Go for the Food: Denver
Domo isn’t just a Japanese restaurant. It’s a place where you can immerse yourself in Japanese culture - by visiting a museum that evokes a northern Japanese farmhouse, strolling in a garden studded with Buddha statues, or even taking a martial arts class in the lovingly converted former warehouse where the restaurant compound is located.
But for all the activity options, Domo’s ambiance - like the food - is uncluttered and serene. Diners sit at bare, rustic tables fashioned from recycled sandstone pavers. And don’t go looking for the usual bottle of soy sauce. Owner and head chef Gaku Homma doesn’t want anything to mask the flavors of his long-simmered broths and delicate noodles, stars of a cuisine he calls country Japanese.
Lunch at Domo might be a tangle of cold buckwheat noodles, to be warmed as you eat, by dipping a loaded chopstick into a bowl of slightly sweet soup of burdock and scallions. Dinner might be ramen: wheat noodles in miso broth. Meals come with an array of sides, including a salad of chicken, peanuts, cilantro and jalapeno; or green beans dressed with tofu, garlic and sundried tomato.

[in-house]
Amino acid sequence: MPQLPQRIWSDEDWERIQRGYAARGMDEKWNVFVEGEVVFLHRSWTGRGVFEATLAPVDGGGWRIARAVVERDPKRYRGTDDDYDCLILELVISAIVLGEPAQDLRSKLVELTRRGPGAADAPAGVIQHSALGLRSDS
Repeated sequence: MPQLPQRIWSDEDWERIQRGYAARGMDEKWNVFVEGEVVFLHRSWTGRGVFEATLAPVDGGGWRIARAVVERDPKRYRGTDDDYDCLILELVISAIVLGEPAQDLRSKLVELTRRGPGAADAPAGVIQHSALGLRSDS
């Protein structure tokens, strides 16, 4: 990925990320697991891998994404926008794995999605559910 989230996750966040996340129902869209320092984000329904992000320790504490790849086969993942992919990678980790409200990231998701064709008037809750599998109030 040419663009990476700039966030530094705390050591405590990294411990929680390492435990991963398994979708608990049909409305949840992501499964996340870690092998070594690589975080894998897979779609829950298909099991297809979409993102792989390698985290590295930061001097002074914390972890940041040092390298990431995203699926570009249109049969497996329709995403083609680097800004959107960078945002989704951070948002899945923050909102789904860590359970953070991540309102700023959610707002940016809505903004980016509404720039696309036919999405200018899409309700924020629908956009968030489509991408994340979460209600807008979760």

But the restaurant is also a place to feed the soul and contemplate the complex mix of histories and cultures that make Denver and its food scene worth sampling.
Colorado’s first Japanese immigrants were 19th-century peasant pioneers who worked on railroads and farms, and in mills and mines. A century later, during World War II, Japanese-Americans were rounded up into relocation camps, including one in southeastern Colorado, even though Colorado’s then-governor Ralph Carr denounced such treatment as unconstitutional. After the war, some former internees - including those who’d come from other states - made homes in Colorado, and the local Japanese-American population became bigger, younger and better-educated.